Coast mother opens up on isolating condition
MOTHERHOOD was far from the perfect picture well-intentioned loved ones and societal expectations had created for Ebeny Kluck.
Her first son, Miller, was born with a burst lung and he relied on oxygen until he was aged one. Her husband was a fly-in-fly-out worker, and Mrs Kluck admits she felt isolated, angry, short-tempered and as though she was "not doing a good job" as a parent.
"This isn't how it was meant to go," she thought as Miller spent his early life in hospital, as she suffered what would later be diagnosed as perinatal anxiety and depression (PND).
The Nambour mother is one of more than 200 women to have formed invaluable friendships and found support at the Sunshine Coast PND Centre's group and individual sessions.
Principal psychologist Lisa Lindley said PND affects one in six women after birth, one in 10 during pregnancy and one in 10 fathers. If left untreated, PND could have short and long-term effects on mental health, bonding with the baby and relationship issues.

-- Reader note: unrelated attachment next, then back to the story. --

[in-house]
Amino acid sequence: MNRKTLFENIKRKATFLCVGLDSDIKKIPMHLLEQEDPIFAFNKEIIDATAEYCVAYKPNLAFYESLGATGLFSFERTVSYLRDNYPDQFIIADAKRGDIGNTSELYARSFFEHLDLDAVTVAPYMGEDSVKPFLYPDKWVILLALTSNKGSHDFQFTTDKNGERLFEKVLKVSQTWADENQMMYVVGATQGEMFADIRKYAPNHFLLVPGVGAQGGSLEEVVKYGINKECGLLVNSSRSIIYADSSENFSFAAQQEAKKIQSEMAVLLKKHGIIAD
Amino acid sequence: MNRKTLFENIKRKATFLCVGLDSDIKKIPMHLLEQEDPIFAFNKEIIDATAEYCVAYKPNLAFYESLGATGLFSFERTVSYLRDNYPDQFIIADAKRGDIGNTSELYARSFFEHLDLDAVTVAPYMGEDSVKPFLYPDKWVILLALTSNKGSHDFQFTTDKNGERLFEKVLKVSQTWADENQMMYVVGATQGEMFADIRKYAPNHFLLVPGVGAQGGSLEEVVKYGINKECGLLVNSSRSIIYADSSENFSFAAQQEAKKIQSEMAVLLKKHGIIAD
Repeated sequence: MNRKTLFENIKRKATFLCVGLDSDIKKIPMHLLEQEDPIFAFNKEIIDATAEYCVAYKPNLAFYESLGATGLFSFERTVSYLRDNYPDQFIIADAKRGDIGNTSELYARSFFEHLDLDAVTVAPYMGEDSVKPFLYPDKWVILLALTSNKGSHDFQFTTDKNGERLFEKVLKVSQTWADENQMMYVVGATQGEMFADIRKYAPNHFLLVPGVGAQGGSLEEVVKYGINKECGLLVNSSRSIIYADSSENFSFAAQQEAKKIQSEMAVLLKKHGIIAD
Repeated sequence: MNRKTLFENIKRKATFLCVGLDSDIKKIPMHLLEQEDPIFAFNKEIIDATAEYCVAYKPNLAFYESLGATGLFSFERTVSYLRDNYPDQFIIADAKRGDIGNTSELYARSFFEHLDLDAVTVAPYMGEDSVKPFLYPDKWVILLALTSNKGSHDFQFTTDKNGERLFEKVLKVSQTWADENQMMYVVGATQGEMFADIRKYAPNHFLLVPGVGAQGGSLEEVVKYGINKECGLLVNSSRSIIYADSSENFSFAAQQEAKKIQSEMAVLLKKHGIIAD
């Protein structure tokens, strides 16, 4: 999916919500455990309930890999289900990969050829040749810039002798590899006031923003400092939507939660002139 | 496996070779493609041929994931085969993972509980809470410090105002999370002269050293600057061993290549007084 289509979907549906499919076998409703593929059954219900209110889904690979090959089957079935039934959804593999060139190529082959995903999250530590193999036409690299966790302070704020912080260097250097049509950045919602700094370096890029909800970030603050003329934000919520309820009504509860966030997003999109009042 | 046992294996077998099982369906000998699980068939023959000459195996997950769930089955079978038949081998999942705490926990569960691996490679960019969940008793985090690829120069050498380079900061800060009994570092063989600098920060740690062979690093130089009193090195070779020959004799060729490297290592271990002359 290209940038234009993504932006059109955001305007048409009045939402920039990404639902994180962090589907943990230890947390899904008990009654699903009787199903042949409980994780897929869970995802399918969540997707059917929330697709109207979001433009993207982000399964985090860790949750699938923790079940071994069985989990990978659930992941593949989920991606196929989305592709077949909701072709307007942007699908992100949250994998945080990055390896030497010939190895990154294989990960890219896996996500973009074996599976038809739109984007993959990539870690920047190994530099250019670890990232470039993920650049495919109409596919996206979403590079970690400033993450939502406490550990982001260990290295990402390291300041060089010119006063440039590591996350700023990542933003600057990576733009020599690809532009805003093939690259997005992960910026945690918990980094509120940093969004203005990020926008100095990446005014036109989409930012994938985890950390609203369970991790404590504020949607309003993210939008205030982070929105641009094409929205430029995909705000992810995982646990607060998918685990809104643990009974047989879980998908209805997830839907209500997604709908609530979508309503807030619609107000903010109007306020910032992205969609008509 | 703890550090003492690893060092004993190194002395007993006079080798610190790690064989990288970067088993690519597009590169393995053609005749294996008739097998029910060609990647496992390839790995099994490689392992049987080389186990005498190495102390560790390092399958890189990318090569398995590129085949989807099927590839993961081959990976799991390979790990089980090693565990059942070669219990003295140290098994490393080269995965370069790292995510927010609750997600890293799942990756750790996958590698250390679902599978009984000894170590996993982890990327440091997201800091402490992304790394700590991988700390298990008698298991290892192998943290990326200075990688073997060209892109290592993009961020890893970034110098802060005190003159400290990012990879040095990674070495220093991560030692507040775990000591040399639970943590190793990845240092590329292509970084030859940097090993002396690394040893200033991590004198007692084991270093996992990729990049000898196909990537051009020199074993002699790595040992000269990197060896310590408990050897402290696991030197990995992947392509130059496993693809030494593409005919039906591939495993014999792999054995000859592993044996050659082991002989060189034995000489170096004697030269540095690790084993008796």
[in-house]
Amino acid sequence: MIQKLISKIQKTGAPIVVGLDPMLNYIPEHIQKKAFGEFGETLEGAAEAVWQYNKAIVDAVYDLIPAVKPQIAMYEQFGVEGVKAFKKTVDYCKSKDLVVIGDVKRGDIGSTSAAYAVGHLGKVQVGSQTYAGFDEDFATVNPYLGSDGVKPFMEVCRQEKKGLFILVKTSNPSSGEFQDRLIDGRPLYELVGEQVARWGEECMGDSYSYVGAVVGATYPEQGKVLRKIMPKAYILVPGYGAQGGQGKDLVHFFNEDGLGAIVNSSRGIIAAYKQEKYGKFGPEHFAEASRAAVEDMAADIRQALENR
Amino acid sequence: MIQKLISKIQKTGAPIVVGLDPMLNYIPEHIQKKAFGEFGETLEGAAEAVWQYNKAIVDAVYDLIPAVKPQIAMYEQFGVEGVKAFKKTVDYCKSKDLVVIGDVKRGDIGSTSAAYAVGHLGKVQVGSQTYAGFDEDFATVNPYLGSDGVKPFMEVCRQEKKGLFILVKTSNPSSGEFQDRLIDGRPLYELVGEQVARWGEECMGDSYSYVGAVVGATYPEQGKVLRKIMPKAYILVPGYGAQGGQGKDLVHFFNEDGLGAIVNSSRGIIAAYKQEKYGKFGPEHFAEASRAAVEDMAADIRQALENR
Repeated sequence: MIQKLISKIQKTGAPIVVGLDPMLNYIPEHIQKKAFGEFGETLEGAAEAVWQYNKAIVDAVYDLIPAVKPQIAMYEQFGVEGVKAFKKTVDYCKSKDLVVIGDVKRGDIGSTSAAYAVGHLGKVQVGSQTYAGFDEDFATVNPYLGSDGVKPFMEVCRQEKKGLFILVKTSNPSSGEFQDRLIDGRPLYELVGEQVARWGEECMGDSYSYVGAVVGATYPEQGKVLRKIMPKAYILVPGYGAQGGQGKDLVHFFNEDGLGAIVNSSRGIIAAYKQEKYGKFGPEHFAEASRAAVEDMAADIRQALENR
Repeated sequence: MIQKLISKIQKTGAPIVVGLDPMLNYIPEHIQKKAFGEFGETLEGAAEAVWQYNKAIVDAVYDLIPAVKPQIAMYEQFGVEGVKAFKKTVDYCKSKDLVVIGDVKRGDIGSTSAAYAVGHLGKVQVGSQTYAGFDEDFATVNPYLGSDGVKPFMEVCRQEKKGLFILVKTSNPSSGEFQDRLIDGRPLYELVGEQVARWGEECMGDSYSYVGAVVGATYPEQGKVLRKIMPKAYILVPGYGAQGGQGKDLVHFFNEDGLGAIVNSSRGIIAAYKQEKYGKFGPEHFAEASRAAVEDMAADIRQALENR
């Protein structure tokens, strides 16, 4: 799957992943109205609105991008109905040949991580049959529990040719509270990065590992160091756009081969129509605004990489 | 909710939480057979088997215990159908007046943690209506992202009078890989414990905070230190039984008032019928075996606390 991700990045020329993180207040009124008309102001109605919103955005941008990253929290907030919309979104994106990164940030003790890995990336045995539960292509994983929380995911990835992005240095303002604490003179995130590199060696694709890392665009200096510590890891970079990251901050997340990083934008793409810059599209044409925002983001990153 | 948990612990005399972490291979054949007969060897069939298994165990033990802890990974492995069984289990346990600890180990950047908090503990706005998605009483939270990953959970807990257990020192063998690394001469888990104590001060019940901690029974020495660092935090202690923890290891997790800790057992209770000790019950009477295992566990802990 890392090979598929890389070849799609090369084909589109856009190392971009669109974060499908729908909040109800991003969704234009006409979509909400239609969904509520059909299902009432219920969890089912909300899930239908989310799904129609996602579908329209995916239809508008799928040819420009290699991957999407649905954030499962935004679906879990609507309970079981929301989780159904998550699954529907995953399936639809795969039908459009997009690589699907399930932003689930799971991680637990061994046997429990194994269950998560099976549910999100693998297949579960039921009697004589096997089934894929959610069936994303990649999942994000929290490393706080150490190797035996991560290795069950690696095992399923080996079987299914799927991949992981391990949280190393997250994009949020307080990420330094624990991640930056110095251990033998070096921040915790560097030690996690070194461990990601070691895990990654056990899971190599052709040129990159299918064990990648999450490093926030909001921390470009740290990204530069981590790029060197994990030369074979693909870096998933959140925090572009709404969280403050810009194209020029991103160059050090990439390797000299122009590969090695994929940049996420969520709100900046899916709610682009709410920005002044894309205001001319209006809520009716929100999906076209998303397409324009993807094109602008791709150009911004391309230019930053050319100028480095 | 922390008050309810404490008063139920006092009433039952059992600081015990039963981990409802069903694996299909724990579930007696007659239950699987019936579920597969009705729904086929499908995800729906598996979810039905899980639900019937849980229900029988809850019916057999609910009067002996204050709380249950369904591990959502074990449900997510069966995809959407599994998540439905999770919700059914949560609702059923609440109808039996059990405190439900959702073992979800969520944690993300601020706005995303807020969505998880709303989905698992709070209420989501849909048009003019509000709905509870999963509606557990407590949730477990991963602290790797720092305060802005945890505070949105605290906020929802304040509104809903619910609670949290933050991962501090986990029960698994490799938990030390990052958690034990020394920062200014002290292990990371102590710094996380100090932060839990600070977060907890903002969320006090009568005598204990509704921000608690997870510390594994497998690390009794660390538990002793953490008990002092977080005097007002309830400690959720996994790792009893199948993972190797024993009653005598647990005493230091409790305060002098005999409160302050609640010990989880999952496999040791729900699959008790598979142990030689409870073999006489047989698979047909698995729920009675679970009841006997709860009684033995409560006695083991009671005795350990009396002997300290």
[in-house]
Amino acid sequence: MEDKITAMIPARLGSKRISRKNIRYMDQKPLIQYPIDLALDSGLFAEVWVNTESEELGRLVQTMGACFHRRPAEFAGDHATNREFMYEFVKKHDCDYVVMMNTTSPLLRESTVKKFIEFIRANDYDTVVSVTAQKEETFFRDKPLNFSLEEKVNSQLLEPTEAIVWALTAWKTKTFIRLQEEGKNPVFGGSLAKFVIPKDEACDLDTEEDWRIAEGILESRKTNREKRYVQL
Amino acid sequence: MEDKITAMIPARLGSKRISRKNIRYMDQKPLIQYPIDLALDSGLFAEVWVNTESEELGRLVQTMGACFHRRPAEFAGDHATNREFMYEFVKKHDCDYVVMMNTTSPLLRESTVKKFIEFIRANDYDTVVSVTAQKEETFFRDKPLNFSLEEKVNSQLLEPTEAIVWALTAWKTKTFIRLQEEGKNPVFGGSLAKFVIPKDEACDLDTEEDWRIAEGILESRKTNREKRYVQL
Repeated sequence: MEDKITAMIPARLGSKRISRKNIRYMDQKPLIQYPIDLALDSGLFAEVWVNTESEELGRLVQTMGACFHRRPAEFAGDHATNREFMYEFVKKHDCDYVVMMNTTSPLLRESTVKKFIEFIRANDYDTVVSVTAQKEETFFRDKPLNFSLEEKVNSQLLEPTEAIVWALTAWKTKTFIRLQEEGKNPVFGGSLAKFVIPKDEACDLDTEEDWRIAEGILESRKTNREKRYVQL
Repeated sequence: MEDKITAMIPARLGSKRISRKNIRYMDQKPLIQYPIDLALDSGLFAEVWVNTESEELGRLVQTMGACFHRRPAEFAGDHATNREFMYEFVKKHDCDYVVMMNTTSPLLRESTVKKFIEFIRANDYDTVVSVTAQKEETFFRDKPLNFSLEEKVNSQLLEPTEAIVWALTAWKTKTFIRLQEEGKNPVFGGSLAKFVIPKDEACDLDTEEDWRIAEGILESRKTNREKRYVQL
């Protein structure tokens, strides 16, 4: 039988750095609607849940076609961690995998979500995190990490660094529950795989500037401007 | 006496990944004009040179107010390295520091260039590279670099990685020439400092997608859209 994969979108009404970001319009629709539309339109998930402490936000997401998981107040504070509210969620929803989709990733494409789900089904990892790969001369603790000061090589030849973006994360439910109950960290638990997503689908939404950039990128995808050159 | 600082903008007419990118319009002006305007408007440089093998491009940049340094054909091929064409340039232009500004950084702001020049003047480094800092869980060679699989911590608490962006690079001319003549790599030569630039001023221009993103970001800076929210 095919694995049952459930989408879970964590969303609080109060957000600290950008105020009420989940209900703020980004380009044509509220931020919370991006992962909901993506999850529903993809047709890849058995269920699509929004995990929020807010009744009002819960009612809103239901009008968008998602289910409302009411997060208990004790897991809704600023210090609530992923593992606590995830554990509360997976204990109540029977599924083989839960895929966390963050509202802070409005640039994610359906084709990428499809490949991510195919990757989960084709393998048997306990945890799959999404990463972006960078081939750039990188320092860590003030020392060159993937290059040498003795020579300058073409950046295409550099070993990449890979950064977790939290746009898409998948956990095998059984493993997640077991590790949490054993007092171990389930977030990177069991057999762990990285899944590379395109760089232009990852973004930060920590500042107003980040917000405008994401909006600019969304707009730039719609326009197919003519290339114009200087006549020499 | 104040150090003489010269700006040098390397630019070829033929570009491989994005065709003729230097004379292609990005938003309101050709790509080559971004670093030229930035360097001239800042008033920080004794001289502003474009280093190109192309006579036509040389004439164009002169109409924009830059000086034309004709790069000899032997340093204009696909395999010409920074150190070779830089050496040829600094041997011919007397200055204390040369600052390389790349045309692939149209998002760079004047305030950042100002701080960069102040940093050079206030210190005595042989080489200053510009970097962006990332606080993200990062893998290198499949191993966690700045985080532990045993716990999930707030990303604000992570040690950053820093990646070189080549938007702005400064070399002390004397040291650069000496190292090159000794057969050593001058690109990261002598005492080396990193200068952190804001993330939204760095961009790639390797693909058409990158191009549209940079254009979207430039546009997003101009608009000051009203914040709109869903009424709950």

But many struggle to identify the disease given the varied symptoms are often disregarded as "normal" aspects of parenthood. These symptoms can range from feelings of sadness to suicidal thoughts, but Ms Lindley explains when they continue for at least two weeks, PND is often the cause.
Fresh from an awareness and support picnic at Alexandra Headland yesterday, Mrs Kluck said her experience was testament that everyone's is different.
"It's really an individual journey... but we are all going through the same thing."
Feeling she was not alone and learning strategies to manage her condition were vital to Mrs Kluck's recovery.
She tells Miller is now aged four, and brother to two-year-old Constance.
The young mother's experience has inspired her to study social work and become the support for others which she needed in her darkest hours.
- Sadness, crying, feelings of depression, failure, inadequacy as a parent, exhaustion, fatigue, negative and irrational thoughts, feeling overwhelmed even by everyday tasks which used to be easy.
- Some sufferers are scared to leave the house, have obsessive behaviours, changes in appetite, feelings of resentment towards their partner and have suicidal thoughts.
November 11-17 is Perinatal Depression and Anxiety Awareness Week, for more symptoms, information and support visit sunshinecoastpnd.com.au